If you are elsewhere in Italy, there are two options: contact your local authorities or use a nationwide or international platform.

Many towns are launching their own welcome initiatives for refugees. The municipality of Troia in the southern region of Puglia, for example, is offering refugees board and lodging if they already have family in the area.

Though many municipalities say they are still working on making arrangements, some have already announced concrete plans for some level of provision.

As towns, cities and regions are rolling out their own initiatives all the time, it is impossible to provide an exhaustive list.  

Information about any initiatives where you are can be found on regional or municipal websites in many cases, though as these are not always updated some readers of The Local tell us they went directly to their town’s comune (town hall) to ask for information in person.

Across Italy, the organisation Refugees Welcome Italia has set up a platform allowing people to register their availability to host.

The Europe-wide platform ICanHelp.Host was set up by volunteers from Belarus in response to Russia’s invasion of Ukraine. 

Ukraine Take Shelter is another website offering this service. This site is worldwide, and those wishing to offer housing can create an account to list their home or apartment and offer information such as whether children are welcome, what languages they speak, and how long refugees will be able to stay.

If you cannot accommodate refugees but would like to make a charitable donation, the main fundraising organisations active in Italy include the Italian Red Cross , Caritas Ambrosiana , Emergency, Soleterre Onlus, Doctors Without Borders, Terre des Hommes, and Progetto Arca.

Please get in contact with The Local at [email protected] or leave a comment under this post if you know of any other ways in which private individuals can offer housing to Ukrainians looking for shelter.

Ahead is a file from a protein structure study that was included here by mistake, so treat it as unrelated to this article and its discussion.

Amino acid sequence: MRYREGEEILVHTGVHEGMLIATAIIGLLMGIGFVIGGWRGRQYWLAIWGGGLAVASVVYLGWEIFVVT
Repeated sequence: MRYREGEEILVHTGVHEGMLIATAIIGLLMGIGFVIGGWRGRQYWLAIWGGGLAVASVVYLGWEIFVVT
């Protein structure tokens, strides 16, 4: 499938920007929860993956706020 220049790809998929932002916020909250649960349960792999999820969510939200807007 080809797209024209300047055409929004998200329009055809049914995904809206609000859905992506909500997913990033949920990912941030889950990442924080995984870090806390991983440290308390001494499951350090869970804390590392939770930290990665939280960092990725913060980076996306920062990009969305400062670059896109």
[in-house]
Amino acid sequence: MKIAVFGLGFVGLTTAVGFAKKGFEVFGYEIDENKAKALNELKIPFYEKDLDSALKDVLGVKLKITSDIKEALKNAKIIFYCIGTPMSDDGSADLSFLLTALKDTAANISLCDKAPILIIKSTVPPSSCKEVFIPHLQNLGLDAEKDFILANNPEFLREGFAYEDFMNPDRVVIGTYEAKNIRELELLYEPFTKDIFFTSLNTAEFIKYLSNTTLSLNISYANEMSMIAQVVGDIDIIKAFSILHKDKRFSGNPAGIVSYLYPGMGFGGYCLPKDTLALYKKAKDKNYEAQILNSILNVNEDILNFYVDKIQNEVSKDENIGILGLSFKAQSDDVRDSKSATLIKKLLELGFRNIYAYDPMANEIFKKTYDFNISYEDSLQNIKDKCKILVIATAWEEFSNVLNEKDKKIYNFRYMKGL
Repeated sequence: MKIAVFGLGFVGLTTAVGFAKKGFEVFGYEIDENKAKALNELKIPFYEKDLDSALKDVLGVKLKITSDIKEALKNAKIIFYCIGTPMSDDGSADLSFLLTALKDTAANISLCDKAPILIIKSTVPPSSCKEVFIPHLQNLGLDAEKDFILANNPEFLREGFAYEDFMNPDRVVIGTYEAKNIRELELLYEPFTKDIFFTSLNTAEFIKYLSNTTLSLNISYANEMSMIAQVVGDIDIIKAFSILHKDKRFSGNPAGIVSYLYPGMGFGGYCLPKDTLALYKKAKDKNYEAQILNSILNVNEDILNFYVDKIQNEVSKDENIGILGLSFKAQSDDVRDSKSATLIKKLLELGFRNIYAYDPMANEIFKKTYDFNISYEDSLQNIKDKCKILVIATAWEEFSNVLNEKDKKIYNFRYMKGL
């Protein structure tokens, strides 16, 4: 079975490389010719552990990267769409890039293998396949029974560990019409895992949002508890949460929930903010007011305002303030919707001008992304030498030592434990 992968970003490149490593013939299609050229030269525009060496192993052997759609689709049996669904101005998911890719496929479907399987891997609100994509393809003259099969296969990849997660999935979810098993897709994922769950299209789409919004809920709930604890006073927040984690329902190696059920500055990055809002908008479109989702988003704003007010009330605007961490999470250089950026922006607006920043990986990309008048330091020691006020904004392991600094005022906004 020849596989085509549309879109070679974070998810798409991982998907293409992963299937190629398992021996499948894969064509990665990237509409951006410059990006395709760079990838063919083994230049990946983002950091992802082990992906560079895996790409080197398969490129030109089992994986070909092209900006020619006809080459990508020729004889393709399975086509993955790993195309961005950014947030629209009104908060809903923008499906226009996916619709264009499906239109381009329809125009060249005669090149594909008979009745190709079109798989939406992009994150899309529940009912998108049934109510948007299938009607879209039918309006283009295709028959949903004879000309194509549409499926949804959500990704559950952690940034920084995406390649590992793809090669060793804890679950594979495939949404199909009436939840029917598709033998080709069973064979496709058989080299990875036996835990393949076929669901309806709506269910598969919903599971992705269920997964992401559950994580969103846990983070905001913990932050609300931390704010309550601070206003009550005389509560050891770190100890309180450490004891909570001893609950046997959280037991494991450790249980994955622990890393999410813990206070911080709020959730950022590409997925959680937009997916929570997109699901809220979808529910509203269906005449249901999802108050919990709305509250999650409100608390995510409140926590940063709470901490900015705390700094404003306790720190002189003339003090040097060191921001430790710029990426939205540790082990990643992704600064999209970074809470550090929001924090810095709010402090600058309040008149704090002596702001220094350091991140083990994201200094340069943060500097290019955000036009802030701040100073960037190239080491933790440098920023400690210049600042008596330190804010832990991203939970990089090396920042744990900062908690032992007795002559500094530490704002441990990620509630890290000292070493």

Although we have done our best to verify these housing services, we recommend that anyone looking to offer or rent housing via a service listed above take precautions to verify the identity of anyone they will be staying with and ensure all legal documents are in order.

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Italian energy company to start paying for Russian gas in rubles

Italian energy company Eni confirmed it is opening accounts in rubles with Gazprombank to pay for gas supplies, complying with Moscow's demands.

Italian energy company to start paying for Russian gas in rubles

Eni said in a statement on Tuesday it was opening accounts in rubles and euros with Gazprom Bank “on a precautionary basis” as “deadlines for the payment of gas supplies are scheduled for the next few days”.

It was not immediately clear whether the move would fall foul of European Union sanctions, although Eni said it was “not incompatible”.

The company said its decision to open the accounts was “taken in compliance with the current international sanctions framework” and that Italian authorities had been informed.

READ ALSO: Italy will ‘soon’ stop buying gas from Russia, says minister

Vladimir Putin demanded at the end of March that payment be made in rubles or the gas supply to European countries would be cut off, as he hit back at sanctions placed on Russia by EU countries following its invasion of Ukraine.
Eni’s CEO Claudio Descalzi said at the time that his company would not comply with the demands, saying “Eni doesn’t have rubles” and “the contracts say fuel payments should be made in euros”.
But many European companies and their lawyers have since been looking at ways to meet the demand without breaching sanctions aimed at punishing Russia for the war in Ukraine, reports Bloomberg.
EU officials had said opening a ruble account would breach sanctions. But its latest guidelines, to be published this week, are expected to stop short of banning bank accounts in rubles and  therefore allow companies to keep buying Russian gas, Bloomberg reports.
Like other European countries, Italy says it is working to reduce its heavy reliance on Russian energy imports in the wake of the Ukraine war.

But the Italian government has so far resisted calls to boycott Russian oil and gas.

Italy is highly dependent on Russian gas, importing 95 percent of the gas it consumes, of which around 40 percent comes from Russia.